(b. Paris, 1 Mar. 1915; d. Paris, 10 Nov. 2000)
French; Prime Minister 1969–72, Mayor of Bordeaux 1947–95 Jacques Delmas (the Chaban was his wartime alias) was born to a middle-class family. He was educated at the École Libre des Sciences Politiques, which he detested, and managed on his second attempt to enter the Finance Inspectorate, an élite division of the higher civil service. His good Resistance record, his charm, and his energy were valuable political assets which he, like his friend Mitterrand, exploited to the full. He chose the south-west town of Bordeaux as the site for his ambitions, becoming its deputy in 1946 and its mayor the following year. Over the next thirty years he constructed an impregnable power base in Bordeaux and the surrounding region, based on clientelism and the judicious construction of personal alliances which transcended party barriers. In the Fourth Republic he demonstrated the flexibility which became his trademark by combining ministerial office with active, if discreet, participation in the plots which led to the return to power of de Gaulle in 1958. The following year he was elected president of a National Assembly whose powers had been greatly reduced by the new constitution and which he turned into a reliable auxiliary of the new political order. Yet at the same time he cultivated a reformist image by advocating a ‘new society’ which would end the rigidities of France's social and political institutions. It was this which made him so attractive a figure to the Gaullist high command in the dangerous political climate produced by the 1968 events. Pompidou, de Gaulle's successor as President, thus appointed him Prime Minister in 1969. As Prime Minister Chaban tried to institutionalize the ‘new society’ by liberalizing the state-run broadcasting system and strengthening trade union rights in the public sector. The problem with his reformism was that it made no impact on the left, alienated the powerful right-wing faction in the Gaullist Party, and increasingly irritated President Pompidou, whose private office waged merciless war on him. By 1972 he was under fire in the press for his personal tax arrangements which, though legal, hardly fitted in with his claim to want a more socially just France. The botched referendum on British membership of the EEC, and an injudicious attempt to shore up his position by obtaining a parliamentary vote of confidence, sealed his fate. In June 1972, in a brutal demonstration of presidential power, Pompidou sacked him.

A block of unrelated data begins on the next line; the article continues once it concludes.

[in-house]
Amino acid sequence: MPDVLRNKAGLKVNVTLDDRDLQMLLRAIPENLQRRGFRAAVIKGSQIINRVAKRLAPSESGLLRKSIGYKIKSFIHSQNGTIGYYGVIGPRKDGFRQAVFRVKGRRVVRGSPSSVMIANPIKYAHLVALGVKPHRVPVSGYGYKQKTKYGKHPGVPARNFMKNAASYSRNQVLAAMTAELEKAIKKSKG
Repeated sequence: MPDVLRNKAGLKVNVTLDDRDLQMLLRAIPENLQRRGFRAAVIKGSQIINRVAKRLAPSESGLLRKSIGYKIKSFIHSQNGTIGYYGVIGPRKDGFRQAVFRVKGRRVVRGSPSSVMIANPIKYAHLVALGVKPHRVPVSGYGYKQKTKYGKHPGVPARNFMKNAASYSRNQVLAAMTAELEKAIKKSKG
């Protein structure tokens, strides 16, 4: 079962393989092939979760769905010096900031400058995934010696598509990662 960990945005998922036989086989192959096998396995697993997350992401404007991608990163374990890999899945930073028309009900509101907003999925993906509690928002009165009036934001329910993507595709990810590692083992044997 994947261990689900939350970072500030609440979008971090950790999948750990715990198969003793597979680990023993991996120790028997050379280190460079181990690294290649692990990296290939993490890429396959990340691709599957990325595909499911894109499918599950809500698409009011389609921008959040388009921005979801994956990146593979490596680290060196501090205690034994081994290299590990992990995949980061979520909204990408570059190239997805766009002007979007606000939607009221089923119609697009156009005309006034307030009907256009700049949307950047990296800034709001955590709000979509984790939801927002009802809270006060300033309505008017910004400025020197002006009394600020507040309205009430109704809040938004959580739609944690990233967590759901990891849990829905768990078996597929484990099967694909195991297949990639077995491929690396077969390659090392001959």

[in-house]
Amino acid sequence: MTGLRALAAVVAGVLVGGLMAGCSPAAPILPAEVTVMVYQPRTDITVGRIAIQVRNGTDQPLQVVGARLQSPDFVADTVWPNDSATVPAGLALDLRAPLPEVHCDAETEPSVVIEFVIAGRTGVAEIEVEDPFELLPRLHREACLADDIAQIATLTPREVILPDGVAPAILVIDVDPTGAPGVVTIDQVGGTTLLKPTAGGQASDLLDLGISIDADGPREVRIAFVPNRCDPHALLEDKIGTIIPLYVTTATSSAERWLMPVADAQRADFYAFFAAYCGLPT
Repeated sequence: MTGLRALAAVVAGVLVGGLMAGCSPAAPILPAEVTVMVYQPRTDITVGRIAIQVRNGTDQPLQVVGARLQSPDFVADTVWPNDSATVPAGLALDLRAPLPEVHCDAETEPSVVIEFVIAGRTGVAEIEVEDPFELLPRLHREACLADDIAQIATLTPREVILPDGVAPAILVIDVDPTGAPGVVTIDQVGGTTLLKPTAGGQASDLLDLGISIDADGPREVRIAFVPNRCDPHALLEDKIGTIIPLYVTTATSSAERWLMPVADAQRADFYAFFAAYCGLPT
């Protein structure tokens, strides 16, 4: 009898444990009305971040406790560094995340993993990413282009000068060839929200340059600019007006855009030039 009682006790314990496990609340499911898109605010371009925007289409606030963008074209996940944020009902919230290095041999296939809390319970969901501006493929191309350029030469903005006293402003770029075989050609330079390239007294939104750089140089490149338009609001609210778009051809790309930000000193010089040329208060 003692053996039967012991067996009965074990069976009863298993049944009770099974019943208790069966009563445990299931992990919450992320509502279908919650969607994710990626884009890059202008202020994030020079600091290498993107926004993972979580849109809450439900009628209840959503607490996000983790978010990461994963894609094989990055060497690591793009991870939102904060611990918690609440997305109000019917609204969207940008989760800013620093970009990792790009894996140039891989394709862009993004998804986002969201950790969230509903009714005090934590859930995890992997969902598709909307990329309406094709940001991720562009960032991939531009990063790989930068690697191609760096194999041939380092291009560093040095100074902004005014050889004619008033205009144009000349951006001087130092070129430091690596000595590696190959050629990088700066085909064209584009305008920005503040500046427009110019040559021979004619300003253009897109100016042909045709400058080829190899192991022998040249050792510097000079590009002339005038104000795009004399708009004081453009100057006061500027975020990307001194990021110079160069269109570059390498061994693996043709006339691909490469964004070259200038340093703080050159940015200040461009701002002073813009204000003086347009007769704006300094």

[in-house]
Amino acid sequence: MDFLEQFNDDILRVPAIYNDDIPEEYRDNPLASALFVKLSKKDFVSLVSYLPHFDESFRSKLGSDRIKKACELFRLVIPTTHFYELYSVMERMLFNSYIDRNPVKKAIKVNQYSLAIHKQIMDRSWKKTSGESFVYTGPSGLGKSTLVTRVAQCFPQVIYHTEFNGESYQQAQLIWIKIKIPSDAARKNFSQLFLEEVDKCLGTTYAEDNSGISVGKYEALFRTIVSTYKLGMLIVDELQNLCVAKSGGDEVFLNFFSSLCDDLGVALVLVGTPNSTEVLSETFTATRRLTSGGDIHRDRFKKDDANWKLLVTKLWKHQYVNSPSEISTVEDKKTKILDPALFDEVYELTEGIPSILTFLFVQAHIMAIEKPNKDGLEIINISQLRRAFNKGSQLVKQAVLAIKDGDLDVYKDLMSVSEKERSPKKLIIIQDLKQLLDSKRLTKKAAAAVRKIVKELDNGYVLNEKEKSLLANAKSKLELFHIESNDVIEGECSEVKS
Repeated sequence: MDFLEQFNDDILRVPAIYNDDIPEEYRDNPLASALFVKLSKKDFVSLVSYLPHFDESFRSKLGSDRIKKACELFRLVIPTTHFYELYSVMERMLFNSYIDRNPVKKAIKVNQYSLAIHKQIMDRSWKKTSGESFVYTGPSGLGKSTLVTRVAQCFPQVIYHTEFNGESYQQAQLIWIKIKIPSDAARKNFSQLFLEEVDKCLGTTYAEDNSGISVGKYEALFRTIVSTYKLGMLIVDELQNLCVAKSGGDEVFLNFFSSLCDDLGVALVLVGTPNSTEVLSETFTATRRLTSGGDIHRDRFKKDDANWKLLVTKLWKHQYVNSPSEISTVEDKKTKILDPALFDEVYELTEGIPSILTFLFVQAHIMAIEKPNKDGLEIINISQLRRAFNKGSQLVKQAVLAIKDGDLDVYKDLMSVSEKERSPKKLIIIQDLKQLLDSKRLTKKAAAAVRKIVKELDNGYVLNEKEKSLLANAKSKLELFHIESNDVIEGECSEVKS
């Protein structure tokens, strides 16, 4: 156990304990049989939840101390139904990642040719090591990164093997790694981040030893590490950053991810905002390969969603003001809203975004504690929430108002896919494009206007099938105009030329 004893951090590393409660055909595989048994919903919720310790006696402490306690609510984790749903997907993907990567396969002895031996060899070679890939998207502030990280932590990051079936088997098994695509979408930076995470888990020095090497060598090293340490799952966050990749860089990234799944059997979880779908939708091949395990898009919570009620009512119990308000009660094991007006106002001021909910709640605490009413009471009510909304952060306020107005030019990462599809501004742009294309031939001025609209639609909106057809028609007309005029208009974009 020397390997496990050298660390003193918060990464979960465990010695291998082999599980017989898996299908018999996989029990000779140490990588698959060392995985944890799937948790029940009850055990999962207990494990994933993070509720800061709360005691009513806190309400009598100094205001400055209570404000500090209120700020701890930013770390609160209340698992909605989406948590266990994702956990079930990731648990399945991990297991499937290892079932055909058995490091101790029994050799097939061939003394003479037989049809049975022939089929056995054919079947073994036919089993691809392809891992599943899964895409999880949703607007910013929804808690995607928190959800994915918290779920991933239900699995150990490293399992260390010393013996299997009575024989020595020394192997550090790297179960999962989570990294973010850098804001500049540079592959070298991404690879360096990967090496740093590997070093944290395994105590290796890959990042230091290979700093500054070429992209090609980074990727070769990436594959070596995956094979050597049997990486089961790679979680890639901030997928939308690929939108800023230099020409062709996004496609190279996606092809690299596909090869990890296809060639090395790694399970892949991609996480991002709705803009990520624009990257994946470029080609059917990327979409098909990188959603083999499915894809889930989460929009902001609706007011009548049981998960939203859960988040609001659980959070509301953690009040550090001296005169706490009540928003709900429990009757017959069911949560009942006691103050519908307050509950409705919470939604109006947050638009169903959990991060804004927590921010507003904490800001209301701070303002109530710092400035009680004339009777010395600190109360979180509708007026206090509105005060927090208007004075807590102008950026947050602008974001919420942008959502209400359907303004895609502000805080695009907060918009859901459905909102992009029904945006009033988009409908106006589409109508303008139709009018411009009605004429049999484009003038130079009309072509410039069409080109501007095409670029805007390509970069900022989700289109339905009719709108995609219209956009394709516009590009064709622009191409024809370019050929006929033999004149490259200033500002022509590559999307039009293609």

Out of office, Chaban mended his fences with the Gaullist Party and prepared for the next presidential contest which, in view of Pompidou's incurable illness, was likely to come soon. The 1974 election, however, proved to be a disaster. He announced his candidature before Pompidou was in his grave, performed badly on television, and could not shake off the tax story or the rumours about his private life. Faced with the smooth reformism of his rival conservative candidate Giscard d'Estaing and the implacable hostility of Pompidou's protégé, Chirac, who held the key post of Interior Minister, his campaign disintegrated. The erstwhile prophet of the new society found his support limited to the Gaullist old guard. On round one he was eliminated with only 15 per cent of the vote. His presidential ambitions were over. Yet Chaban remained a prominent political figure. His Bordeaux fiefdom was untouched by the defeat and he continued to nurse dreams of returning to the premiership, dreams which, in the changed politics of the mid-1980s, might have come true. His real strength was as a manager of the National Assembly, whose president he became in 1978 and again in 1986. By the 1990s there were signs that the Bordeaux political machine which he had controlled for so long was starting to break down and he did not stand in the 1995 municipal elections.